Emerging from the Dark Ages into the Light and Right

This article on deadnaming and decolonization is written by Nadine Robinson, a freelance writer, professor and keynote speaker based in Sault Ste. Marie, Ontario.

Stock image of a stack of newspapers. This is to illustrate the changing style guide journalists follow for the article Emerging from the Dark Ages into the Light and Right: Decolonize your writing and become LGBTQ2S+ friendly

Decolonize your writing and become LGBTQ2S+ friendly

Are you sending your work to editors chipped out on a stone tablet without knowing? If you haven’t upgraded to the 19th edition of the Canadian Press Stylebook you might appear more Neanderthal than you might like. Some important writing style changes have happened since the 18th edition was released in 2017, and regardless of that, there are times to get ahead of CP style.

While not raised reading hieroglyphics, I still grew up with very different terms for Asians, Inuit, First Nations, the LGBTQ community, salespeople, and board chairs, among others. As language evolved, there were growing pains, but I tried to as well. Even if you don’t understand why an old term is suddenly offensive, if that group is saying that it is, that should be reason enough to update our parchment and quills.

Using chosen pronouns and avoiding deadnaming, and decolonizing language and respecting Indigenous worldviews, are two of the most notable changes in the 2021 CP Style edition. How to clearly write about climate change, sexual misconduct, and the ever-evolving language around COVID-19 are also reflected in the 19th edition.

Deadnaming and Pronoun Usage

Back in early 2022, I found myself (as a freelancer) in an email dustup with a staff writer.

The reporter in question had deadnamed a celebrity’s child and used their former pronoun. Since I had passed him the story (and because I felt morally obligated) I asked him to change the pronoun and remove the deadname. He argued that it was factually accurate and that the new pronoun would “confuse readers.”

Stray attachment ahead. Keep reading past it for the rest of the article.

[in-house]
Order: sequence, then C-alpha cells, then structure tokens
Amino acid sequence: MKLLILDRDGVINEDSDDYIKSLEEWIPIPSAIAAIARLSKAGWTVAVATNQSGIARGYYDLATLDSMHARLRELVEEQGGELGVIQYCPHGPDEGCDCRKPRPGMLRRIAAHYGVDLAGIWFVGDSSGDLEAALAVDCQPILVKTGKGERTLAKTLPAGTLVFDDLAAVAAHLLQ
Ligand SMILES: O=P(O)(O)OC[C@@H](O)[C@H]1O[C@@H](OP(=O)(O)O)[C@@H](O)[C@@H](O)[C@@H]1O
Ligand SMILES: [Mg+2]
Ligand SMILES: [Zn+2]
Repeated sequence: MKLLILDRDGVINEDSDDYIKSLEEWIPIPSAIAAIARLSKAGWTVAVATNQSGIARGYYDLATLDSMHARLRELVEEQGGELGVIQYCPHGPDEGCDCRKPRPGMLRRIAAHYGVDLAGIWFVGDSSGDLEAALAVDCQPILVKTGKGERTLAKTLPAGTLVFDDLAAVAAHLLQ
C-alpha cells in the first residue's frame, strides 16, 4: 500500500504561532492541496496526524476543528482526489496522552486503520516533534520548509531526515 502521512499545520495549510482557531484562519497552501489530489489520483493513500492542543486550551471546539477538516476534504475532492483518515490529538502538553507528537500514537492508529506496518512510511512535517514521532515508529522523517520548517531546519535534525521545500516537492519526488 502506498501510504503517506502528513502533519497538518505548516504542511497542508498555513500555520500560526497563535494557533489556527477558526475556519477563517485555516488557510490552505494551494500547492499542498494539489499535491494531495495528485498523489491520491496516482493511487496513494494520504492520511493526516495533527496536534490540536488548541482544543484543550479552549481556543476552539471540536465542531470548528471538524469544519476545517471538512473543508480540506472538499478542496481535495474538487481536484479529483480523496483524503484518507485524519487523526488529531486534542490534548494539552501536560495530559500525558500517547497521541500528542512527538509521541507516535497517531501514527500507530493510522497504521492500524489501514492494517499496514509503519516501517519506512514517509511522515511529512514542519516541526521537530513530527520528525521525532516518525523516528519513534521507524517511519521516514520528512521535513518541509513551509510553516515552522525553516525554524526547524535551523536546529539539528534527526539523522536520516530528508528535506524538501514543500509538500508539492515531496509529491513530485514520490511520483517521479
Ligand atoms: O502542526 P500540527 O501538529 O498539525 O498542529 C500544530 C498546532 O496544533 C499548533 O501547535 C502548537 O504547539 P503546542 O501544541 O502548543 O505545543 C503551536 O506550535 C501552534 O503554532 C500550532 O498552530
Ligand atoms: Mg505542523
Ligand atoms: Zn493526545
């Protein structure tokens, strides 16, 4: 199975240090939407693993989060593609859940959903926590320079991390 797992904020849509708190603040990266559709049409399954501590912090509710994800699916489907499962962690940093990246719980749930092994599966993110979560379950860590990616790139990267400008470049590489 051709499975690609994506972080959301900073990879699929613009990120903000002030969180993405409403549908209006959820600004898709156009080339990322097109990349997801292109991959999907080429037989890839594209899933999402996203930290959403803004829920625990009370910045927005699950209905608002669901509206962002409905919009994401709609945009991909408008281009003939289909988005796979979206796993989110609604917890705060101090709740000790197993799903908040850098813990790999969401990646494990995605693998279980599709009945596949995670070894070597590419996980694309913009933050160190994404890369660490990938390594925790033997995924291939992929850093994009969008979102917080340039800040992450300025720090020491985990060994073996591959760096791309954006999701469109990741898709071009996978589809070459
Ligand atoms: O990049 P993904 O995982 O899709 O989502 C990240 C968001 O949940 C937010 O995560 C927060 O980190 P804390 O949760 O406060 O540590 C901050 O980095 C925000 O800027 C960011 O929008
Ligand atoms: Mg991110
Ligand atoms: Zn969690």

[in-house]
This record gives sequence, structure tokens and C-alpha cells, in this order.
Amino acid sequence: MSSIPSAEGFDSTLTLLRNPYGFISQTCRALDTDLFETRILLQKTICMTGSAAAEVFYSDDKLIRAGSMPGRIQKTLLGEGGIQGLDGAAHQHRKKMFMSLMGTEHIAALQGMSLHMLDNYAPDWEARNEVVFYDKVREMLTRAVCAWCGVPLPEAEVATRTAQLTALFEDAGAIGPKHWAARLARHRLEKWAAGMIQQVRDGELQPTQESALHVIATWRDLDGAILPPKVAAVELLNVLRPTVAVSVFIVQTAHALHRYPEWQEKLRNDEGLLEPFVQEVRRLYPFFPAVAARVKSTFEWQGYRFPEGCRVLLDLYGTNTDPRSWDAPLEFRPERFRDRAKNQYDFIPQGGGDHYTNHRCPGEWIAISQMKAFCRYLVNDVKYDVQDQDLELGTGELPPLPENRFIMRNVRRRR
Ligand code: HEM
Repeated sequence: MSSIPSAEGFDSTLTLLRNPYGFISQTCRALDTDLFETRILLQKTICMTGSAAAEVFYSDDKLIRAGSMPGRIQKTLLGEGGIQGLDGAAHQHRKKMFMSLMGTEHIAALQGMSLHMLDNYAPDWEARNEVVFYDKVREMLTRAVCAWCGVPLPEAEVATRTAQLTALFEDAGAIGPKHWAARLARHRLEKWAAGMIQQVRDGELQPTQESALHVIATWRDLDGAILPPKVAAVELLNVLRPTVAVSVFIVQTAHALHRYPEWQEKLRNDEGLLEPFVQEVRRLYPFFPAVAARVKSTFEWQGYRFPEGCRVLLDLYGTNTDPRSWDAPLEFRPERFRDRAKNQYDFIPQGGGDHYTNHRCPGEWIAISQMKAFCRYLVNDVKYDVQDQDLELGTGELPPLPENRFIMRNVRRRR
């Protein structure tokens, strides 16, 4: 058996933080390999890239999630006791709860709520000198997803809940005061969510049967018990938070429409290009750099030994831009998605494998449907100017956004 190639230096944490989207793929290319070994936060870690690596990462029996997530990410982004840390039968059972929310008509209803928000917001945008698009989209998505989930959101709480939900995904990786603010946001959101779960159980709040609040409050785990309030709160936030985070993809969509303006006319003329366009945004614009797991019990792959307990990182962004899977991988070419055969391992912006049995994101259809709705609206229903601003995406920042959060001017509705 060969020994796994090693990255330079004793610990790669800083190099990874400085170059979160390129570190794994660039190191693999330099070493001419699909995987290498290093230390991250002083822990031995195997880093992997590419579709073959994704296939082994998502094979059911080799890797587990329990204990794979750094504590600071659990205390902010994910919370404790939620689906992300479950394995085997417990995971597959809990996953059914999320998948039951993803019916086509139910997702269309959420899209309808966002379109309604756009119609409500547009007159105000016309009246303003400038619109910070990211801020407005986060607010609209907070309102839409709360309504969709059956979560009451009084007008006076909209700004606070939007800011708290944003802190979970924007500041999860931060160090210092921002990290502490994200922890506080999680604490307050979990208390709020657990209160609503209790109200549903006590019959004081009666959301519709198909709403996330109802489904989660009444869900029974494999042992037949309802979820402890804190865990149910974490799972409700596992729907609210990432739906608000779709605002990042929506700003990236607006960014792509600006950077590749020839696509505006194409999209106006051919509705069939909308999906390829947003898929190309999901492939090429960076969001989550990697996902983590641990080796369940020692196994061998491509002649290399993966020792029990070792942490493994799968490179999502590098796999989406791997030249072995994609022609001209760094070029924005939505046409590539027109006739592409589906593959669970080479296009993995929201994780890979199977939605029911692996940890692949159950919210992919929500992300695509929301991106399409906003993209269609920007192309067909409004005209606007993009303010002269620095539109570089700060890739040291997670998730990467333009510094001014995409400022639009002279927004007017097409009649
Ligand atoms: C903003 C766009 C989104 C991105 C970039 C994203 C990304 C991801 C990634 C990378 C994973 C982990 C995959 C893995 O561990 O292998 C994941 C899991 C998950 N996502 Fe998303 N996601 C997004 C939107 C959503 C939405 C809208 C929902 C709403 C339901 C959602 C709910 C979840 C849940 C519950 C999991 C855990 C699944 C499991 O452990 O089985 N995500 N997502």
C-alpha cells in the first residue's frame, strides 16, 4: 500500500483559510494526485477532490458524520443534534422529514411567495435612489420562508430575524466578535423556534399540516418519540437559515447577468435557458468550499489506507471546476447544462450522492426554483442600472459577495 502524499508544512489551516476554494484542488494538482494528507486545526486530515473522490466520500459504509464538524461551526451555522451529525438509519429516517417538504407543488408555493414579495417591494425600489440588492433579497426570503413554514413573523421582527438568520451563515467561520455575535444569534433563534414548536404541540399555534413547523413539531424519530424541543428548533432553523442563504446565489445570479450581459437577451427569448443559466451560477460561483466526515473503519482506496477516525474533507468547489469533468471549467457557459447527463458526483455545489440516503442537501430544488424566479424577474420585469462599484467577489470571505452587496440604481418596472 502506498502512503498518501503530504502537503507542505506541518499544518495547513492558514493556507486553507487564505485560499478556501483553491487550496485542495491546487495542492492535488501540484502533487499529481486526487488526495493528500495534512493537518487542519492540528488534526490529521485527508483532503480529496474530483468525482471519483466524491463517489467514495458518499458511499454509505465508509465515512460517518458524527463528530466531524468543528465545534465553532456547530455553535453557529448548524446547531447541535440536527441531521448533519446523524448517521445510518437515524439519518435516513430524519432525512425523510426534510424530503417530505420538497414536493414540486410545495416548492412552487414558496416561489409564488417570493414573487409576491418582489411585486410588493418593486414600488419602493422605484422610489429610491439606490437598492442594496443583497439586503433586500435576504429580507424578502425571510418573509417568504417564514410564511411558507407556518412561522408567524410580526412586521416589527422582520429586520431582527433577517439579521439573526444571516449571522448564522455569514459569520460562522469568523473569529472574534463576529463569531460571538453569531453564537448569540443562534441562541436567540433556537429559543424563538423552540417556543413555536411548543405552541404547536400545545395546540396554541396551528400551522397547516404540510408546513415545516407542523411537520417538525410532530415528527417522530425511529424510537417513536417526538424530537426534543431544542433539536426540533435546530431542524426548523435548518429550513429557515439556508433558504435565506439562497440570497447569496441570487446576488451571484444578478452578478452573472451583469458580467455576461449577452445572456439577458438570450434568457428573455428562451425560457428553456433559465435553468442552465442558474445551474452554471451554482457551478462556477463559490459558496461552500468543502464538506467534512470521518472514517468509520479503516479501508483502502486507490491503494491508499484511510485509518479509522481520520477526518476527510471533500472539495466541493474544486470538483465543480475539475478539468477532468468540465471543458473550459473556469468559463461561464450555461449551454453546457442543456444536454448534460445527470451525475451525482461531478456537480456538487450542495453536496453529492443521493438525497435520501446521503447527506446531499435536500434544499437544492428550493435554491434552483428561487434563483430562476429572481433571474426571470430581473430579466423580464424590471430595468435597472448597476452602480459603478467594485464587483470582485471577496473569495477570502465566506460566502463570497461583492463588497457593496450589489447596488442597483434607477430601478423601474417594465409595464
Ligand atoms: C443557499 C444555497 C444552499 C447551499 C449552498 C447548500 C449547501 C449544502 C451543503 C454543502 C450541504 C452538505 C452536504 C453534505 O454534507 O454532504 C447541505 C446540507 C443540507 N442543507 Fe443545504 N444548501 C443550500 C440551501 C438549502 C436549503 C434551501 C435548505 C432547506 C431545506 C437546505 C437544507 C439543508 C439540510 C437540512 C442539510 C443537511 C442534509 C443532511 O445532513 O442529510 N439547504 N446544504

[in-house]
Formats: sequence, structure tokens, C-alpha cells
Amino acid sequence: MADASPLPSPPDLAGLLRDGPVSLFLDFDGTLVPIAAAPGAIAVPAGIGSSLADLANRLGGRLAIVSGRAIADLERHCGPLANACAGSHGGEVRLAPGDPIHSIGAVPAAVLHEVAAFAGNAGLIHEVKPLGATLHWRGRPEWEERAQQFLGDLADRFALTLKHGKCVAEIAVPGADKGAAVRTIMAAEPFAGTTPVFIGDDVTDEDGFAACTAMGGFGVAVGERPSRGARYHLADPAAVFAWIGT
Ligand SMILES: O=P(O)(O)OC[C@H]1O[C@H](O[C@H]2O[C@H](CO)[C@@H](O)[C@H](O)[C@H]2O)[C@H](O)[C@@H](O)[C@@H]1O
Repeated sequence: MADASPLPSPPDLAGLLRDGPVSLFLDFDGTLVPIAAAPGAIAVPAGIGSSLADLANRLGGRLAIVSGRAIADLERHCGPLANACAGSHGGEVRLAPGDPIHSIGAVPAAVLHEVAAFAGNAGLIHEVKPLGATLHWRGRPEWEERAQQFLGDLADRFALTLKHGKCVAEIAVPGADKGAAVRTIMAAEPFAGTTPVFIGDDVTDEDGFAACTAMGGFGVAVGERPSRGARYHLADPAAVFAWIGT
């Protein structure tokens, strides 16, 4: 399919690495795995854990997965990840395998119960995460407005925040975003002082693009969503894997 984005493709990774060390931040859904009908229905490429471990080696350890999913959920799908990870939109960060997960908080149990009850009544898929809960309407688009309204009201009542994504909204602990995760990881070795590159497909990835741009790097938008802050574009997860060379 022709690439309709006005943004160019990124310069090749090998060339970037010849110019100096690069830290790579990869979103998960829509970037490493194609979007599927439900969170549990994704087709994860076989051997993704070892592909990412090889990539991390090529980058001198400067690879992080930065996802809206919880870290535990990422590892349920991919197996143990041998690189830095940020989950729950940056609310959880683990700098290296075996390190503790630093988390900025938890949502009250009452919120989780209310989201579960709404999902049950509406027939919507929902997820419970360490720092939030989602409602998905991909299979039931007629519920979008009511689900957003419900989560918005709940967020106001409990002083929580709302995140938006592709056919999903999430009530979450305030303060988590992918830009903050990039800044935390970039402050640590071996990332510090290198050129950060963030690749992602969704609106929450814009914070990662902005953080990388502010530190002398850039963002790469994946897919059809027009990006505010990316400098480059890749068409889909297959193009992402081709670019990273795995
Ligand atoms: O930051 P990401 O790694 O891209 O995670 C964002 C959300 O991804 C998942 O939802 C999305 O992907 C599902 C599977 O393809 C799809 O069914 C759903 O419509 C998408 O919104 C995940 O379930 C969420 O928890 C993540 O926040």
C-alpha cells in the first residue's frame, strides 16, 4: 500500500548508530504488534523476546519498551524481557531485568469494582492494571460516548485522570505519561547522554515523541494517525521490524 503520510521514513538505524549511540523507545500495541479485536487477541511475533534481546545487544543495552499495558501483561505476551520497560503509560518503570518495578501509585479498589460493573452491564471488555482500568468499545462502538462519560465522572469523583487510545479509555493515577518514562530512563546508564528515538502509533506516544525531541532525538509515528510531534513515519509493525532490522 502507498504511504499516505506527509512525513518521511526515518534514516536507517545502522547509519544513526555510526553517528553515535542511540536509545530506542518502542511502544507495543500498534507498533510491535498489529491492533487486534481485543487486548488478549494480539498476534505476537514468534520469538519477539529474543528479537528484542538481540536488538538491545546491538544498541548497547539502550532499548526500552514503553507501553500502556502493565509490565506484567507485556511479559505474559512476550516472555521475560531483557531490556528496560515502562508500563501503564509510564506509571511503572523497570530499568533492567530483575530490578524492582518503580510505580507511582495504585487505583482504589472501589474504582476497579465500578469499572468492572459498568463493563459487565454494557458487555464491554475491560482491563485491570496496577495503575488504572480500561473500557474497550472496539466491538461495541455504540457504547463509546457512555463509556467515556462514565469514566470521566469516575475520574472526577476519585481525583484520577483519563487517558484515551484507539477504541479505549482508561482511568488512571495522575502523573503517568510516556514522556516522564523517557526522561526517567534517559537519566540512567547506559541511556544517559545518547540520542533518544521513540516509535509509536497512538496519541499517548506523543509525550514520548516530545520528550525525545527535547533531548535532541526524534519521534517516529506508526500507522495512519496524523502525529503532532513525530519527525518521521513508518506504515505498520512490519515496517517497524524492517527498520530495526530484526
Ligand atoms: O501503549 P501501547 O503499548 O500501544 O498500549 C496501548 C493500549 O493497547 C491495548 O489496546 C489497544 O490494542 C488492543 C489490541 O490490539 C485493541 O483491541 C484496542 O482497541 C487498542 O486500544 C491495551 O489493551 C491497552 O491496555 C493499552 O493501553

For background, a transgender or non-binary person’s “deadname” is their birth or given name. It is called a deadname as the name is considered as dead as their former gender identity. “Deadnaming” is when anyone, including the media, uses their birth name instead of their chosen name, without their consent.

Deadnaming can be accidental, like when I didn’t know my friend’s child’s new chosen name. It can also be a lack of emotional intelligence. My trans friends have since explained that it is often seen as an overt or micro aggression delegitimizing their new identity.

So…I suggested alternate wording that would remove the deadname, correct the pronoun, and not affect the context of his excellent article. Even with my well-intentioned overstep, the story ran as it was originally written. To make myself feel better I did some research, and sent it to them for future reference:

Decolonizing Your Writing

The 19th Canadian Press Stylebook notes that the word Indigenous should be capitalized. The Indigenous Tourism Association of Canada (ITAC) posted a media style guide asking writers to choose Indigenous Style over Canadian Press Style, including where capitalization may be different.

Here are a few terms that are capitalized under Indigenous style:

ITAC’s online guide titled, 12 Ways to Better Choose Our Words When We Write About Indigenous Peoples is to educate writers to avoid historically inaccurate terms and offensive language. Within the recommendations, it notes that the authority on the topic is Elements of Indigenous Style, by Gregory Younging and published by Brush Education.

They recommend that Indigenous Peoples are referred to in the present tense and that the possessive not be used, as they have not been assimilated.

“Avoid the phrase ‘Canada’s First Nations.’ Instead, use ‘Indigenous People in Canada,’ or ‘First Nations, Métis, and Inuit Peoples in Canada.’”

Further, the guide highlights that Indigenous Peoples are not a homogenous group (they have distinct cultures and heritages).

“The Indigenous population in Canada is made up of Inuit, Métis, and some 634 different First Nations.”

Ask for the name of the community or nation if there was no self-declaration.

Also, writers are asked to remember that Oral Tradition and Traditional Knowledge should be considered as holding its own copyright and to ask permission before reprinting them.

As professionals, at a minimum we need to meet Canadian Press Style, but there are times when we need to write ahead of it, even if a few stone tablets get smashed along the way.

Posted on November 21, 2023 at 6:30 am by editor · · Tagged with: ,

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